Tomorrow Teaching – Beginner Genealogy Class


Below is the advertisement for my presentation tomorrow afternoon at the Stoughton Area Senior Center

How to Start or Revisit Your Family History
Bob Rettammel, Professional Genealogist, will lead a discussion on research methods for tracing your family’s history in America. You will learn about genealogical relationships and traditional family trees and charts. Learn a step-by-step procedure for finding genealogical information at home via public sources, databases and other source information to gather evidence to confirm connections among family members. This discussion will also include a brief introduction to DNA use in Genealogy.

Tomorrow Teaching – Beginner Genealogy Class

Remembrance of Great-Uncles’ Service in WWI: Battle of Chateau-Thierry and Aftermath


World War I: Discovering Facts About My Wisconsin Ancestor Soldiers

As I was growing up I had heard stories of an ancestor who served in World War I and was an uncle to my father. However, my own father never knew this uncle since he died before my father was born. My Great-Uncle Theodore Rettammel died in March 1919, while in the military. On November 11, 1918, that ended World War I. The information I originally had about him was limited. As well as many from his generation were also deceased before I took an interest in genealogy, in the late 1970s. Theodore’s tombstone was always something I saw every Memorial Day when my Dad would put flowers on his grave. I also knew something about his dates of birth and death since they are listed on the tombstone in the family cemetery in Wisconsin.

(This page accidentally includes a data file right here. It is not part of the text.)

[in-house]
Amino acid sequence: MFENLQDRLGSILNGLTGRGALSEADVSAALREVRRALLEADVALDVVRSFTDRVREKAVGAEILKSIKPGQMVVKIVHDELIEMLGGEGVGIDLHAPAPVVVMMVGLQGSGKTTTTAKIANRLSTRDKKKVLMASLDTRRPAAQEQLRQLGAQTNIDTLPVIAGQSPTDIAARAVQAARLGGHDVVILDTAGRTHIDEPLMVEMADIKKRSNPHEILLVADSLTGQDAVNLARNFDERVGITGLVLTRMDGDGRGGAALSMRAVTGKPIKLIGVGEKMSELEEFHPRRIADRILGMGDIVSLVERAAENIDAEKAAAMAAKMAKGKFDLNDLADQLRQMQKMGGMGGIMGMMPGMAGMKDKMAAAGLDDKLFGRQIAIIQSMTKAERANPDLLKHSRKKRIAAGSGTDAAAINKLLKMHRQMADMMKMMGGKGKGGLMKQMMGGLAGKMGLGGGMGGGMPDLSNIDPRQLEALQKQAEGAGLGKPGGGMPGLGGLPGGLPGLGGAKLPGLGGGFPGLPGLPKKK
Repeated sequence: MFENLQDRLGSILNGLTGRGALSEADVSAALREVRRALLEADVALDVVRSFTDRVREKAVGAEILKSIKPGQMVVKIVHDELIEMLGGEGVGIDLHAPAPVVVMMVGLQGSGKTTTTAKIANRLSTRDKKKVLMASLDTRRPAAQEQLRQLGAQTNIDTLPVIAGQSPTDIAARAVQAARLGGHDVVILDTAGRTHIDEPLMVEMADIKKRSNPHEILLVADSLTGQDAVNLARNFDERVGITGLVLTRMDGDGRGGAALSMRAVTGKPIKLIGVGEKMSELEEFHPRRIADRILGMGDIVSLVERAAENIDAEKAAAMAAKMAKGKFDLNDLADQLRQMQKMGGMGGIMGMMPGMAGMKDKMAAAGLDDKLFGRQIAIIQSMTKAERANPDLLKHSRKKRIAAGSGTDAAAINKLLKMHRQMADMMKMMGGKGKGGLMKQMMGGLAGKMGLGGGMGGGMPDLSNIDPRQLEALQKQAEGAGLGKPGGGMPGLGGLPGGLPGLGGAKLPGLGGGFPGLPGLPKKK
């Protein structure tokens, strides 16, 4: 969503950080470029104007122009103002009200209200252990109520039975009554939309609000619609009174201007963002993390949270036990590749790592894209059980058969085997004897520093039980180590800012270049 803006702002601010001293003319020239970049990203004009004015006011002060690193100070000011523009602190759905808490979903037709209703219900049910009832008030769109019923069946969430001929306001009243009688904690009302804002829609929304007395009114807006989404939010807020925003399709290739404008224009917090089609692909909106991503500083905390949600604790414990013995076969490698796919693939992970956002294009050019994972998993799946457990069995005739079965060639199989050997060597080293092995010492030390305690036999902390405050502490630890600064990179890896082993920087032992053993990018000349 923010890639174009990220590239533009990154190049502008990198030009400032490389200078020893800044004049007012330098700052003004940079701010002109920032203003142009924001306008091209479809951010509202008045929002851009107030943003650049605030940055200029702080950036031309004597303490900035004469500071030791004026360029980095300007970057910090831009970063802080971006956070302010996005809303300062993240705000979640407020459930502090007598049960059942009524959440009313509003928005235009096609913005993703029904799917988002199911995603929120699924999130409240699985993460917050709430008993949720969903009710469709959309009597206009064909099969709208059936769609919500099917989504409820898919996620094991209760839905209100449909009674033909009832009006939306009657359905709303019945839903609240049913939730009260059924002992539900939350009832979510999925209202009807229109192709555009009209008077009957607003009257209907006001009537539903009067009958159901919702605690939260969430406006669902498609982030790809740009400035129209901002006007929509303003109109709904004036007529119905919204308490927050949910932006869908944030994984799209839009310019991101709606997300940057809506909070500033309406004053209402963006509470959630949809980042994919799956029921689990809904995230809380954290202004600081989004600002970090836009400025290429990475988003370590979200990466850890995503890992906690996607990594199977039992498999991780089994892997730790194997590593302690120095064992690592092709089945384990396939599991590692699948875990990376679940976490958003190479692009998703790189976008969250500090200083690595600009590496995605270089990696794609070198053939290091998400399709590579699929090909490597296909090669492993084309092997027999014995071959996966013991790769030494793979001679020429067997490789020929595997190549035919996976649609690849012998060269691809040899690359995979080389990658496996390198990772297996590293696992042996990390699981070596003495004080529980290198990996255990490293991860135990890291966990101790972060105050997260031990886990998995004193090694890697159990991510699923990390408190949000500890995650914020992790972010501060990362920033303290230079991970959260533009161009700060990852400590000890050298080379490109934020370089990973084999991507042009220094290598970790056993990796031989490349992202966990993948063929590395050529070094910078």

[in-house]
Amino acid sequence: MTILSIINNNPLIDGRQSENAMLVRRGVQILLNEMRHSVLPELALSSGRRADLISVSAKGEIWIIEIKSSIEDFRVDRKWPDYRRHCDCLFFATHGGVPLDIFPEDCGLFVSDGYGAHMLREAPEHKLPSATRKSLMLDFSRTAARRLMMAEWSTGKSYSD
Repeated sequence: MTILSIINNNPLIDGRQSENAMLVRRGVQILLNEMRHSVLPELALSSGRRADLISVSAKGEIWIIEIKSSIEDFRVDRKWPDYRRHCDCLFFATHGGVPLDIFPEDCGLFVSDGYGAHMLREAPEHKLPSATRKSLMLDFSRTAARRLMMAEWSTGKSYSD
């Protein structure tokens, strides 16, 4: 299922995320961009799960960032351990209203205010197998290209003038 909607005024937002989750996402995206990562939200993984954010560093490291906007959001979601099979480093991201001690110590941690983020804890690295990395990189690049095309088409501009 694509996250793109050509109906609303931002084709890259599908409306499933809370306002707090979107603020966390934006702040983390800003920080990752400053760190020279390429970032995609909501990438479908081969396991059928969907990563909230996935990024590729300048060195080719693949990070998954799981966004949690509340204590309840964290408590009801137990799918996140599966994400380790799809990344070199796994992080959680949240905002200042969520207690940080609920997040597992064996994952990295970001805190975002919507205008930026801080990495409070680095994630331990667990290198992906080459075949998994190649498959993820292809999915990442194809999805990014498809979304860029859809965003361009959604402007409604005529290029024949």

Remembrance of Great-Uncles’ Service in WWI: Battle of Chateau-Thierry and Aftermath

German-American History: Early Key figures in Abolitionist Movement in Chicago


Many of my Ancestors (both paternal and maternal) first came to America and settled in Chicago in the mid to late 19th century. Most had left Germanic areas of central or northeastern Europe, at the time. Some were Pomeranian, West Prussian, others Bohemian.

Of course that is at the time of about 1850s and 1860s.

As part of American Black History Month, I wanted to see what German-American figures at that same time supported or were active in the African-American effort to end black slavery in the U.S.

Here are two figures of note, I am sure there are others. I hope to learn of more German-American individuals who supported the black community to end slavery, maybe others can share that knowledge with me.

In meantime, Notable German-American abolitionists in “Chicago” included.

Wilhelm Rapp:

https://en.m.wikipedia.org/wiki/Wilhelm_Rapp

and Hermann Raster:

https://en.m.wikipedia.org/wiki/Hermann_Raster

German-American History: Early Key figures in Abolitionist Movement in Chicago

Remember Black History Month: Some Early American Key Figures


Ida Wells:

https://www.womenshistory.org/education-resources/biographies/ida-b-wells-barnett

Frederick Douglas:

https://en.m.wikipedia.org/wiki/Frederick_Douglass

George Washington Carver:

https://en.m.wikipedia.org/wiki/George_Washington_Carver

W.E.B. Du Bois:

https://en.m.wikipedia.org/wiki/W._E._B._Du_Bois

Booker T. Washington:

https://en.m.wikipedia.org/wiki/Booker_T._Washington

Harriet Tubman:

https://en.m.wikipedia.org/wiki/Harriet_Tubman

Sojourner Truth:

https://en.m.wikipedia.org/wiki/Sojourner_Truth

Remember Black History Month: Some Early American Key Figures